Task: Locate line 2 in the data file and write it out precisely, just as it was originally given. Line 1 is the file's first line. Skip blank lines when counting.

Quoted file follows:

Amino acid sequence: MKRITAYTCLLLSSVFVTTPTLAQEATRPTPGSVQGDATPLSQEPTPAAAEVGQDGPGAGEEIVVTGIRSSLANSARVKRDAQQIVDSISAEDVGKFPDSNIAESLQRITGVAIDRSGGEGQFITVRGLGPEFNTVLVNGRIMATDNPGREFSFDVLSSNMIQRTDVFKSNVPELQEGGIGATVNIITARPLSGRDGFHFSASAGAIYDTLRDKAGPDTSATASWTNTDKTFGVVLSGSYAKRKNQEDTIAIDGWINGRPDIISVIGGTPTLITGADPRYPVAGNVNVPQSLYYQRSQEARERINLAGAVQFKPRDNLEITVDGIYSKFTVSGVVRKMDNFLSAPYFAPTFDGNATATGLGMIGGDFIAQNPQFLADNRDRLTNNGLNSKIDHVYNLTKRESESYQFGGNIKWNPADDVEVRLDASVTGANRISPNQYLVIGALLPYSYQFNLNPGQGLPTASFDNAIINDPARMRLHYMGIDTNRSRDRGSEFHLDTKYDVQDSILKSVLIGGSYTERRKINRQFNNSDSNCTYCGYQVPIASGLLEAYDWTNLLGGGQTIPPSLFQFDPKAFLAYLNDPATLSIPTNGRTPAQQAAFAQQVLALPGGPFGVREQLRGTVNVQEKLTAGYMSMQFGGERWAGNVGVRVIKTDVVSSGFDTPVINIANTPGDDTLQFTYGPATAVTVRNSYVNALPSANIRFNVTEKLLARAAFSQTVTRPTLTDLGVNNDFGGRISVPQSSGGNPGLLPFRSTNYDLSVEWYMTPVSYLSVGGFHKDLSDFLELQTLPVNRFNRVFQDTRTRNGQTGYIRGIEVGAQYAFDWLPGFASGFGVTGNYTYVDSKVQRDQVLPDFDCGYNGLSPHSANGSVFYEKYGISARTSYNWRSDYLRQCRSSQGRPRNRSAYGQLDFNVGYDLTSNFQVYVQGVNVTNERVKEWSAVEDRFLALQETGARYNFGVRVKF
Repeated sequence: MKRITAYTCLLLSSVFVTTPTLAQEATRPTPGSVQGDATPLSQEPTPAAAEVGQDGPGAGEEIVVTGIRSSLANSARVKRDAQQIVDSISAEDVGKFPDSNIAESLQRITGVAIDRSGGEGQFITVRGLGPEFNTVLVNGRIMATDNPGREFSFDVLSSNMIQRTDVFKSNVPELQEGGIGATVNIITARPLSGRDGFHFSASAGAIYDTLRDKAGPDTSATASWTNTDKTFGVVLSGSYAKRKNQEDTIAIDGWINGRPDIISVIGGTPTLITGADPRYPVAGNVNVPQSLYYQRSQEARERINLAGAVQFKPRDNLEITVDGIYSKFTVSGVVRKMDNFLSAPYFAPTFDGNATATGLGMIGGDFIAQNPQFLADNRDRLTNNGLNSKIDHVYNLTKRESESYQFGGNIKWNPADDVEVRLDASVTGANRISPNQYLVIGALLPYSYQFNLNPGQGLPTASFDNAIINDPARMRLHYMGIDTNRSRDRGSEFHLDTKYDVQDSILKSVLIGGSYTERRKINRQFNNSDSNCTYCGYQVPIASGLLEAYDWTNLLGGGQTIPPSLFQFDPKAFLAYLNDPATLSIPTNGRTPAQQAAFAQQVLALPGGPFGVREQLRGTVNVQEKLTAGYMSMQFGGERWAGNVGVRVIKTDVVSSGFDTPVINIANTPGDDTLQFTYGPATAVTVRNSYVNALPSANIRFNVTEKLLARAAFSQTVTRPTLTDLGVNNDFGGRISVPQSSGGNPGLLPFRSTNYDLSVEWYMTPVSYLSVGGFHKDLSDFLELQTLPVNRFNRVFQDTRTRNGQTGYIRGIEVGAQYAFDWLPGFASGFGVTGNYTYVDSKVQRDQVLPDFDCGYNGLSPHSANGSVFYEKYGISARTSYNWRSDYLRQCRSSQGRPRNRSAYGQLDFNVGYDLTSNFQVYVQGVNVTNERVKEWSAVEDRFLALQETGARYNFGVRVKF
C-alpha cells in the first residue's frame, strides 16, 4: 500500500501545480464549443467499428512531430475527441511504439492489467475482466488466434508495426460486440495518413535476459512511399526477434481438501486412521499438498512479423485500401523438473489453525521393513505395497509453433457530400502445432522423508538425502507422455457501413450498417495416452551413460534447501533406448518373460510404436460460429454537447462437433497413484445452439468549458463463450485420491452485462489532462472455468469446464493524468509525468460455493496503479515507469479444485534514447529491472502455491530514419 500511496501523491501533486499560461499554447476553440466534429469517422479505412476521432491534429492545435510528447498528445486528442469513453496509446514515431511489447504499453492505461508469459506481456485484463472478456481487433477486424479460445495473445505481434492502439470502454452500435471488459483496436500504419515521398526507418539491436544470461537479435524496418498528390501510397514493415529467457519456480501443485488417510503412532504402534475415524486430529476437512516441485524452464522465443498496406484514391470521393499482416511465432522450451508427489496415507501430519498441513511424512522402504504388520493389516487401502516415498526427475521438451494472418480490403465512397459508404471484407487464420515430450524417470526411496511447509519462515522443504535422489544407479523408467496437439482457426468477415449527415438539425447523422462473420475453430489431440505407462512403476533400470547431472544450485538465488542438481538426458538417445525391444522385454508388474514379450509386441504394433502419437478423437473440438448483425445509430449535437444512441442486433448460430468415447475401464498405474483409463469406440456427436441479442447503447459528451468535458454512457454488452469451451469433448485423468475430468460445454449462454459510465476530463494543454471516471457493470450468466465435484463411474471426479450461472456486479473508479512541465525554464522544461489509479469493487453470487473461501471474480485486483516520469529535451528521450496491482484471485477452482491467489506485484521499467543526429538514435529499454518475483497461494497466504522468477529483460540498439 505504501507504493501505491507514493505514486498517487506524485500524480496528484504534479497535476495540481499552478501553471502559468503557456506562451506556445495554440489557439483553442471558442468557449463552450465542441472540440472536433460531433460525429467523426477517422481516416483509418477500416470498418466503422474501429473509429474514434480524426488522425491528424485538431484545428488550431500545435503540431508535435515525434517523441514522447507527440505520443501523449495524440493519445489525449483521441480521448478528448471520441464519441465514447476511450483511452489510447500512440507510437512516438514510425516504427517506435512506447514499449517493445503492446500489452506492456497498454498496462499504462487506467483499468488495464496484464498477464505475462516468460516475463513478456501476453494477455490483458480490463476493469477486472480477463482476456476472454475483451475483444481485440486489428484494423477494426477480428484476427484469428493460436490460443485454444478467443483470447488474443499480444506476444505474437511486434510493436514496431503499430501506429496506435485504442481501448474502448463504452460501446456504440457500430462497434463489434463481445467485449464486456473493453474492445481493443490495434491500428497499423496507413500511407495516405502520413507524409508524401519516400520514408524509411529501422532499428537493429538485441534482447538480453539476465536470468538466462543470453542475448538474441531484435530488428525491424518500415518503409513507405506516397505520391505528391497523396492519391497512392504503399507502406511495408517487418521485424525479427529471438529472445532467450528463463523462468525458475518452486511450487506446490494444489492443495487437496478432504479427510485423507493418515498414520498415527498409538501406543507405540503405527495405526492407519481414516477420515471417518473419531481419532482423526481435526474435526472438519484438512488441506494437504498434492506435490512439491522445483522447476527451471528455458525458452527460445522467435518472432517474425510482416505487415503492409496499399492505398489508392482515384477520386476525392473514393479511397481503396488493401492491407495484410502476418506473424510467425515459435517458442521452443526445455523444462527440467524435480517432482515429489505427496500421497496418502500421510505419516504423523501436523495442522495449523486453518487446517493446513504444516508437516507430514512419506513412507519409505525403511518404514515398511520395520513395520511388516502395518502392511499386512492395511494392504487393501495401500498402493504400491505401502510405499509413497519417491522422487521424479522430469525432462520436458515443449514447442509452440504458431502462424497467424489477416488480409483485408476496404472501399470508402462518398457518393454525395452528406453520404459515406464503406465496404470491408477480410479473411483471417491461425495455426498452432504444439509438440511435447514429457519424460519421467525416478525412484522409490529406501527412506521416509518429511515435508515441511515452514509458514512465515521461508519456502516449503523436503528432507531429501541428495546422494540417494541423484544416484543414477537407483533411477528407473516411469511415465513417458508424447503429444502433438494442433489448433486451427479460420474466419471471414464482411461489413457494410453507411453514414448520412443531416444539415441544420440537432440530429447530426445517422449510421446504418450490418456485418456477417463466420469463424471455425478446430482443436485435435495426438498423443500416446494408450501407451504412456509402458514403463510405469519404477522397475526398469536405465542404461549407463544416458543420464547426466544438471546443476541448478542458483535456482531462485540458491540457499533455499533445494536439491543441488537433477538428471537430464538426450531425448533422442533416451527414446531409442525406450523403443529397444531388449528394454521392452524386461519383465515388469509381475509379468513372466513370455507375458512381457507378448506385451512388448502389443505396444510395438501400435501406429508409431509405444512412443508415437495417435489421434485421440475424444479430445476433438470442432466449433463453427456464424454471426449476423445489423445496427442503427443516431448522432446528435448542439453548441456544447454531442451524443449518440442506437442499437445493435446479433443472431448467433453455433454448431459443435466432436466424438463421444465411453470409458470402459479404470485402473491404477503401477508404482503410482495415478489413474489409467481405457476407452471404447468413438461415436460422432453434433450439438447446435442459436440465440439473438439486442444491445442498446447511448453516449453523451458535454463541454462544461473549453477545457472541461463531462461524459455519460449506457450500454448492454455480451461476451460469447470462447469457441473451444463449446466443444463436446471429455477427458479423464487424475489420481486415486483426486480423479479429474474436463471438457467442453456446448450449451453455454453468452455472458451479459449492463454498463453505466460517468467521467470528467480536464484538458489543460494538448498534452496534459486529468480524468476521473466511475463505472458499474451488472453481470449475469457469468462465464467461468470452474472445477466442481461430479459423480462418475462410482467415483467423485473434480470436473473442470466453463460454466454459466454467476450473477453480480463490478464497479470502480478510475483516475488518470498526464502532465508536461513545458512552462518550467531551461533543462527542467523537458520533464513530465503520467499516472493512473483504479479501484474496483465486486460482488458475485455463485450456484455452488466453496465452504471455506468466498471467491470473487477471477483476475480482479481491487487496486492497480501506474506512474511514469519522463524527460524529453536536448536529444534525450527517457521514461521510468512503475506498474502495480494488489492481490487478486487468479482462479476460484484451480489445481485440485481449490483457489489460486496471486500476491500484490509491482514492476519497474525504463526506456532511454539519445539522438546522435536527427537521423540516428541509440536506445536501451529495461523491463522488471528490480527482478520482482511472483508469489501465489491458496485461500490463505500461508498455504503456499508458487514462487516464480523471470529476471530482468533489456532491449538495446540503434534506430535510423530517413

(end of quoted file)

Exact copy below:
Repeated sequence: MKRITAYTCLLLSSVFVTTPTLAQEATRPTPGSVQGDATPLSQEPTPAAAEVGQDGPGAGEEIVVTGIRSSLANSARVKRDAQQIVDSISAEDVGKFPDSNIAESLQRITGVAIDRSGGEGQFITVRGLGPEFNTVLVNGRIMATDNPGREFSFDVLSSNMIQRTDVFKSNVPELQEGGIGATVNIITARPLSGRDGFHFSASAGAIYDTLRDKAGPDTSATASWTNTDKTFGVVLSGSYAKRKNQEDTIAIDGWINGRPDIISVIGGTPTLITGADPRYPVAGNVNVPQSLYYQRSQEARERINLAGAVQFKPRDNLEITVDGIYSKFTVSGVVRKMDNFLSAPYFAPTFDGNATATGLGMIGGDFIAQNPQFLADNRDRLTNNGLNSKIDHVYNLTKRESESYQFGGNIKWNPADDVEVRLDASVTGANRISPNQYLVIGALLPYSYQFNLNPGQGLPTASFDNAIINDPARMRLHYMGIDTNRSRDRGSEFHLDTKYDVQDSILKSVLIGGSYTERRKINRQFNNSDSNCTYCGYQVPIASGLLEAYDWTNLLGGGQTIPPSLFQFDPKAFLAYLNDPATLSIPTNGRTPAQQAAFAQQVLALPGGPFGVREQLRGTVNVQEKLTAGYMSMQFGGERWAGNVGVRVIKTDVVSSGFDTPVINIANTPGDDTLQFTYGPATAVTVRNSYVNALPSANIRFNVTEKLLARAAFSQTVTRPTLTDLGVNNDFGGRISVPQSSGGNPGLLPFRSTNYDLSVEWYMTPVSYLSVGGFHKDLSDFLELQTLPVNRFNRVFQDTRTRNGQTGYIRGIEVGAQYAFDWLPGFASGFGVTGNYTYVDSKVQRDQVLPDFDCGYNGLSPHSANGSVFYEKYGISARTSYNWRSDYLRQCRSSQGRPRNRSAYGQLDFNVGYDLTSNFQVYVQGVNVTNERVKEWSAVEDRFLALQETGARYNFGVRVKF